I keep seeing ads on my iPad and phone for services to clean gutters. Here’s why that’s ironic — and maddening.
In this modern age, when the digital ad gurus know more about us than we know about ourselves, what possesses them to try to sell me on the services mentioned above?
When I was a kid, my parents bought a house that they were proud to call home. The Boston-suburb home’s style was Dutch Colonial. Can you picture that?
Think Amityville Horror.
I’m not suggesting there were any malevolent spirits, but there were vexing presences that made our lives miserable. We had a name for our pain: the gutters.
When the house was built in the 1920s, some genius thought it’d be a great idea to make gutters from wood. So not only did we have the hazardous chore of clearing the leaves out of the gutters every autumn, we also had to deal with perpetually wet and rotting wood. Water leaks were an omnipresent worry. Those damned gutters were in constant need of repair.
I have less-than-fond memories of holding the extension ladder for hours in the cold, on our uneven grade, while Dad scaled the heights to service them. Because the yard wasn’t level, one leg of the ladder had to be propped up with whatever we could find around the house. So in addition to keeping the bottom of the ladder from kicking out, my job was to make sure that both legs remained level on our jury-rigged platform.
Dad was perhaps the bravest man I ever knew; I don’t think I’d trust my safety to a scatterbrained teenaged me. At least back then, there were no iPhones to distract me (but there were daydreams of Jean and Marilyn from English class).
We muddled along like that for years. I grew to hate the fall; there was always some emergency that necessitated ladder-monitoring. I was scarred for life. But then – thankfully — one fateful event represented the final straw for our wooden gutters. And it involved nuts.
Squirrels are industrious little critters that prepare for winter by stowing nuts in cozy nooks. What nook is cozier than inside the walls of a house? Normally those spaces are inaccessible, but thanks to spreading rot from the wooden gutters, a compromised fascia board opened up a whole new world to a furry little friend.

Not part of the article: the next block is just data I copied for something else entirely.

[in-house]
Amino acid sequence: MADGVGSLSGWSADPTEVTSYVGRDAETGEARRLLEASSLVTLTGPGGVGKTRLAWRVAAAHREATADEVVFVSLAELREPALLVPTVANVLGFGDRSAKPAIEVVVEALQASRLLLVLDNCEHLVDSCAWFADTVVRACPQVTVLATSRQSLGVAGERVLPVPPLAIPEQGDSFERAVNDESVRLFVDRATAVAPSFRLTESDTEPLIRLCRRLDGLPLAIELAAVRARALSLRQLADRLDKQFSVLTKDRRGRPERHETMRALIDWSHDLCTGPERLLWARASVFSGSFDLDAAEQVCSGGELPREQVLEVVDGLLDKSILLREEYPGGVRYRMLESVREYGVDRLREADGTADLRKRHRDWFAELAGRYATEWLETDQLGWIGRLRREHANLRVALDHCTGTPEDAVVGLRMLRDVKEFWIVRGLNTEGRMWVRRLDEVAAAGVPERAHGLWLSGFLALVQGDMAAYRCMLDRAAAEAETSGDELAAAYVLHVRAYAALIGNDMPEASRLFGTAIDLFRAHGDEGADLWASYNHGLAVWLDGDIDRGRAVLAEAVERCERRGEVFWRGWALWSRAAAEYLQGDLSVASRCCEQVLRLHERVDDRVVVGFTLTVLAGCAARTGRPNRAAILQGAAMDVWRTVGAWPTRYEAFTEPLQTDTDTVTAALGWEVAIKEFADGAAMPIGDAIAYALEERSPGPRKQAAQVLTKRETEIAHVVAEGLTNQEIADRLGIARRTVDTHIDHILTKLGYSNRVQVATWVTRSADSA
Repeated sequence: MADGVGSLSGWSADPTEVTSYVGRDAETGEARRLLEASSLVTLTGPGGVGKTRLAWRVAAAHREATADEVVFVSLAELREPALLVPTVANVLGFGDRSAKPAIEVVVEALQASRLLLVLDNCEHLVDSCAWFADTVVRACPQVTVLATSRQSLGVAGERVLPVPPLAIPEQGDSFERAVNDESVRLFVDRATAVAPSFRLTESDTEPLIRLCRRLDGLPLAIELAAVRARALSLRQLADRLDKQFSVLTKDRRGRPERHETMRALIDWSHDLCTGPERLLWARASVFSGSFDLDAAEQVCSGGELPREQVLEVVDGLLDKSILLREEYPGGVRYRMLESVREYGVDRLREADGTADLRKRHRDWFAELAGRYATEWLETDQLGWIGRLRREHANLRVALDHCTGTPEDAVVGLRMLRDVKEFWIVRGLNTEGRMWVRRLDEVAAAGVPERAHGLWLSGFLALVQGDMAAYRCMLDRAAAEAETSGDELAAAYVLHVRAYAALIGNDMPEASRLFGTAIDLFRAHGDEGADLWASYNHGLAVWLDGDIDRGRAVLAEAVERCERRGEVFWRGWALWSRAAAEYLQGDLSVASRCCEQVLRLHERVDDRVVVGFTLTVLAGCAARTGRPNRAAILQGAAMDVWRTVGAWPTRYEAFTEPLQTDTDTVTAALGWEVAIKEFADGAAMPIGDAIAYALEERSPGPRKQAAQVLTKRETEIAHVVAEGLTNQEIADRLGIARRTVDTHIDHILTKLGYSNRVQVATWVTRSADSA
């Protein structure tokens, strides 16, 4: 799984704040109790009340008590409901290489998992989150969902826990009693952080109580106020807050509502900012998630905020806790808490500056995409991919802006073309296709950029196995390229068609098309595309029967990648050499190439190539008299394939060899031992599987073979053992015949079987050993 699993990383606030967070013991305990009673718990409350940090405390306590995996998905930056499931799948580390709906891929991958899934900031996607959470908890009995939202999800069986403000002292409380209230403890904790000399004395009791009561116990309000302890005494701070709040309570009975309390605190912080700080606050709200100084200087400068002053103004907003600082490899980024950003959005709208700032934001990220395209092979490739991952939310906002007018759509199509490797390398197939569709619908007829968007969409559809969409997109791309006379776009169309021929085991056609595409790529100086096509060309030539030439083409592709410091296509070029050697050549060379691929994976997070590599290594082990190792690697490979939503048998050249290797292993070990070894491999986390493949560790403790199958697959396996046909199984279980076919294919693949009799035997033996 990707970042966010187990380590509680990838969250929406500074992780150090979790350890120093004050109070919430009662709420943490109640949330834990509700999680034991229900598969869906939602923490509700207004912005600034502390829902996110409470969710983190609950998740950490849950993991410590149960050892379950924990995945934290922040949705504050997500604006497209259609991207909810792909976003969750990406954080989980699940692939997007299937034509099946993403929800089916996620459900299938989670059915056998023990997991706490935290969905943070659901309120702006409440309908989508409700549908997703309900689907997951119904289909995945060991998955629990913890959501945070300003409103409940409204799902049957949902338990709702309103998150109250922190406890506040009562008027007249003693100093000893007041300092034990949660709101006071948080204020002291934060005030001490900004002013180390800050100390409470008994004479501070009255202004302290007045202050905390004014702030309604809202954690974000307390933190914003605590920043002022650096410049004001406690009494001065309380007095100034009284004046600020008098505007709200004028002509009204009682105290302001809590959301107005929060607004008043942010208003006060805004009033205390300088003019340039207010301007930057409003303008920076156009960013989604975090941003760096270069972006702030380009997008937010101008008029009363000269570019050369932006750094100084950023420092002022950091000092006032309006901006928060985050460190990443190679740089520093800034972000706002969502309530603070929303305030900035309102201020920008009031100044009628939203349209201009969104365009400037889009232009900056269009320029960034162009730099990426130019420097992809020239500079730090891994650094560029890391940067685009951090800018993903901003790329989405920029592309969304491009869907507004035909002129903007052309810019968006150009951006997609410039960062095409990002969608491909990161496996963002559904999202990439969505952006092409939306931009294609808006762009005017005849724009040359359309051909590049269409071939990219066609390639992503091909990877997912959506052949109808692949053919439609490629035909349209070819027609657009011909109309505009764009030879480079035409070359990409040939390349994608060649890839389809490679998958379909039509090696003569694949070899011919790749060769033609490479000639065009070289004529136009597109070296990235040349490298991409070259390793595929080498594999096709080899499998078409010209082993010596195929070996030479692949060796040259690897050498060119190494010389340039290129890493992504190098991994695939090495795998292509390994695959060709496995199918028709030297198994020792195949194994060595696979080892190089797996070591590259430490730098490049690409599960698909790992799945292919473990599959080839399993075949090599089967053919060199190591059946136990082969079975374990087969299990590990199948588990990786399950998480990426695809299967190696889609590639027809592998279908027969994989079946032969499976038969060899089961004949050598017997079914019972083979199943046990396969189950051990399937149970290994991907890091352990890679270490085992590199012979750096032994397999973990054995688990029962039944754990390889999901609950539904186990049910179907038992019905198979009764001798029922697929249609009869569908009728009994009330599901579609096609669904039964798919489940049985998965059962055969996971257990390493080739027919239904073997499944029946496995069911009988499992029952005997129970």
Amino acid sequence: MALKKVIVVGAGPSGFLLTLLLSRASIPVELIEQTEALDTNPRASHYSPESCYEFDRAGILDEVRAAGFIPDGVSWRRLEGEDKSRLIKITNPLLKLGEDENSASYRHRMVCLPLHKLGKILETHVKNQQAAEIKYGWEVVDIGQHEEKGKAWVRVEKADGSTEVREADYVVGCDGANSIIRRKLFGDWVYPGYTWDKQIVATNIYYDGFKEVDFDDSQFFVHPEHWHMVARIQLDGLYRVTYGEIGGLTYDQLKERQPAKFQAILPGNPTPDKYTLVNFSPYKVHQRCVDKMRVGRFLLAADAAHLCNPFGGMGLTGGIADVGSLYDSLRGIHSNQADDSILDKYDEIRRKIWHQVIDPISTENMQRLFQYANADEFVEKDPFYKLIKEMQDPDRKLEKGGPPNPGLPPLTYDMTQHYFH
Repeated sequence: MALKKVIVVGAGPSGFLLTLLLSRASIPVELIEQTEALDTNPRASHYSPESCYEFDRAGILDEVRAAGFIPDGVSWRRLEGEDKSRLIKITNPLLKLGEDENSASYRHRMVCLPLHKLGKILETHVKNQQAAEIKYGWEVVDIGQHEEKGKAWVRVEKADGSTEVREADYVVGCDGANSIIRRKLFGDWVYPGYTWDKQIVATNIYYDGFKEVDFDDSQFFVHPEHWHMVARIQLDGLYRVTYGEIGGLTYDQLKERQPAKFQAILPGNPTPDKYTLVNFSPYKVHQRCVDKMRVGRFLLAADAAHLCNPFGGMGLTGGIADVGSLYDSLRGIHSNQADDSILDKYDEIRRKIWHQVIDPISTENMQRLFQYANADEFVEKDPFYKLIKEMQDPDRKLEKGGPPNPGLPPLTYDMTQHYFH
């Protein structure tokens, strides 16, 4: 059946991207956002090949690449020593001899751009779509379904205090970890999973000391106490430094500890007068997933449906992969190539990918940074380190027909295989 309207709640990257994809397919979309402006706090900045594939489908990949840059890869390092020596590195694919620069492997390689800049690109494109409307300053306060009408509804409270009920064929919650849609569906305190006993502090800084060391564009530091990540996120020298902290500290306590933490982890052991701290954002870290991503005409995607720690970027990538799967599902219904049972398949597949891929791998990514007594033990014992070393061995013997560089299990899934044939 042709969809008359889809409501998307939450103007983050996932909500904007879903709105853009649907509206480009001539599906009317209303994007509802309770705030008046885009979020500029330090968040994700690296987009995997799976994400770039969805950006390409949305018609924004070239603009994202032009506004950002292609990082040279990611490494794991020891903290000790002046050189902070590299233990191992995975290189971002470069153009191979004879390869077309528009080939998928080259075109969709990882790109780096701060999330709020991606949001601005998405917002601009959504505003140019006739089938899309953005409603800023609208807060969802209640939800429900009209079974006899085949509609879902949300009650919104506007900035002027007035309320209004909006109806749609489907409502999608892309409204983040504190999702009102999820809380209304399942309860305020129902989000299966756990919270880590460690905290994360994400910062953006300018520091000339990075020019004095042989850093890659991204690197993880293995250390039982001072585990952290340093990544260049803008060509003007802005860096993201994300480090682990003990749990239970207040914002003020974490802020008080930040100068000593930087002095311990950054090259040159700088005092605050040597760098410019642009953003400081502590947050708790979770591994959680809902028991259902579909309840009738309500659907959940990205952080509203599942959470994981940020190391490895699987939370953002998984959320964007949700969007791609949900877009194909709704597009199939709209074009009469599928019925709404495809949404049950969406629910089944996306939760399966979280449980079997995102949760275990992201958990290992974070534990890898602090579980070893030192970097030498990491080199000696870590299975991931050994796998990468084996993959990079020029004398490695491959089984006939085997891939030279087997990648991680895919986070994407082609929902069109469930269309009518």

Our uninvited guest was living large inside our walls. He was a thorough explorer, but his fortunes were about to take a turn for the worse when he made his way to the basement.
That’s where he met our pet cat.
“What the hell is that?” we all wondered, upon hearing the screeching commotion coming from the bottom floor.
Running downstairs, we witnessed the life-and-death struggle in progress. Our cat had the rodent cornered, and was taking periodic swipes at it with her double paws. But because she was well-fed, she became bored with the challenge — leaving us to finish the job of expelling the invader.
Soon thereafter, my parents replaced the gutters with space-age aluminum. That didn’t, however, mitigate the need for the annual leaf-cleaning ritual in the fall. That’s when I vowed that this would not be my life.
Before that first infomercial for covered, leafless gutters finished airing, I had my checkbook out and phone in hand. From that day to now, I have not moved, or paid to have moved, as much as one leaf out of some dangerously high waterway.
Do you hear that, leaf-cleaning digital ads?
Now, if they could invent something for leafless lawns …
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Preston Mathis, Newcastle upon Tyne Evening Chronicle